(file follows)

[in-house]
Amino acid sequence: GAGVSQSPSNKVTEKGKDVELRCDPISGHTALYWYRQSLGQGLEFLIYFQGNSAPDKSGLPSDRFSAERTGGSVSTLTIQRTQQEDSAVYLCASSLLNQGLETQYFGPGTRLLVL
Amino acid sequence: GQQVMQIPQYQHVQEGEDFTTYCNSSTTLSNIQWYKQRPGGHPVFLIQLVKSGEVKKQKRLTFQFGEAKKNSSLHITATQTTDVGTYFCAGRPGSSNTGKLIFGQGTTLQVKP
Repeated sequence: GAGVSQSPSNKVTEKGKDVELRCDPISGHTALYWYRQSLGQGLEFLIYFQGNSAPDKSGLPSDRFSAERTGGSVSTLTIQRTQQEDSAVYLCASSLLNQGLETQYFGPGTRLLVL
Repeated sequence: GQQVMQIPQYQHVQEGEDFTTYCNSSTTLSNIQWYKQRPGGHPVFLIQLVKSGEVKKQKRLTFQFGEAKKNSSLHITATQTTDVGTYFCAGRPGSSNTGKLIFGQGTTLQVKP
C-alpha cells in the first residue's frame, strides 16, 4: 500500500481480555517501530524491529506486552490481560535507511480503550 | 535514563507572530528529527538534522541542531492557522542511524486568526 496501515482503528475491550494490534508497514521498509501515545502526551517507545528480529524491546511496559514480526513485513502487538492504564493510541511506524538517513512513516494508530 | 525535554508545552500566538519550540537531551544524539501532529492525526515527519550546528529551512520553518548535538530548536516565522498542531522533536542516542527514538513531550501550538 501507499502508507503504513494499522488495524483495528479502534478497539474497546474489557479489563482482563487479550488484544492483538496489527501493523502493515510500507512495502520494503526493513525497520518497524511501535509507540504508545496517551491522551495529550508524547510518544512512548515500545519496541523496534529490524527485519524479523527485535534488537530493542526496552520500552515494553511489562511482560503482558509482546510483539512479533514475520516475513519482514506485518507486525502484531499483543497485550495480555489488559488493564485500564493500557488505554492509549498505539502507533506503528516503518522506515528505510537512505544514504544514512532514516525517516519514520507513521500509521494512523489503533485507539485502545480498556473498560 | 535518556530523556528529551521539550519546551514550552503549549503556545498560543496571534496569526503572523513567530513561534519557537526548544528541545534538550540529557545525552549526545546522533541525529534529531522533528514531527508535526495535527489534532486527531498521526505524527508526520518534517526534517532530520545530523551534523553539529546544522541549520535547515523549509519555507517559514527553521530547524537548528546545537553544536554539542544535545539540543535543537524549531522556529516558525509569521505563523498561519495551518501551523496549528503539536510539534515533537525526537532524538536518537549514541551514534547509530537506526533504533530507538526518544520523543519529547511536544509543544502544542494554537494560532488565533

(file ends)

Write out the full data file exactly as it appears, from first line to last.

[in-house]
Amino acid sequence: GAGVSQSPSNKVTEKGKDVELRCDPISGHTALYWYRQSLGQGLEFLIYFQGNSAPDKSGLPSDRFSAERTGGSVSTLTIQRTQQEDSAVYLCASSLLNQGLETQYFGPGTRLLVL
Amino acid sequence: GQQVMQIPQYQHVQEGEDFTTYCNSSTTLSNIQWYKQRPGGHPVFLIQLVKSGEVKKQKRLTFQFGEAKKNSSLHITATQTTDVGTYFCAGRPGSSNTGKLIFGQGTTLQVKP
Repeated sequence: GAGVSQSPSNKVTEKGKDVELRCDPISGHTALYWYRQSLGQGLEFLIYFQGNSAPDKSGLPSDRFSAERTGGSVSTLTIQRTQQEDSAVYLCASSLLNQGLETQYFGPGTRLLVL
Repeated sequence: GQQVMQIPQYQHVQEGEDFTTYCNSSTTLSNIQWYKQRPGGHPVFLIQLVKSGEVKKQKRLTFQFGEAKKNSSLHITATQTTDVGTYFCAGRPGSSNTGKLIFGQGTTLQVKP
C-alpha cells in the first residue's frame, strides 16, 4: 500500500481480555517501530524491529506486552490481560535507511480503550 | 535514563507572530528529527538534522541542531492557522542511524486568526 496501515482503528475491550494490534508497514521498509501515545502526551517507545528480529524491546511496559514480526513485513502487538492504564493510541511506524538517513512513516494508530 | 525535554508545552500566538519550540537531551544524539501532529492525526515527519550546528529551512520553518548535538530548536516565522498542531522533536542516542527514538513531550501550538 501507499502508507503504513494499522488495524483495528479502534478497539474497546474489557479489563482482563487479550488484544492483538496489527501493523502493515510500507512495502520494503526493513525497520518497524511501535509507540504508545496517551491522551495529550508524547510518544512512548515500545519496541523496534529490524527485519524479523527485535534488537530493542526496552520500552515494553511489562511482560503482558509482546510483539512479533514475520516475513519482514506485518507486525502484531499483543497485550495480555489488559488493564485500564493500557488505554492509549498505539502507533506503528516503518522506515528505510537512505544514504544514512532514516525517516519514520507513521500509521494512523489503533485507539485502545480498556473498560 | 535518556530523556528529551521539550519546551514550552503549549503556545498560543496571534496569526503572523513567530513561534519557537526548544528541545534538550540529557545525552549526545546522533541525529534529531522533528514531527508535526495535527489534532486527531498521526505524527508526520518534517526534517532530520545530523551534523553539529546544522541549520535547515523549509519555507517559514527553521530547524537548528546545537553544536554539542544535545539540543535543537524549531522556529516558525509569521505563523498561519495551518501551523496549528503539536510539534515533537525526537532524538536518537549514541551514534547509530537506526533504533530507538526518544520523543519529547511536544509543544502544542494554537494560532488565533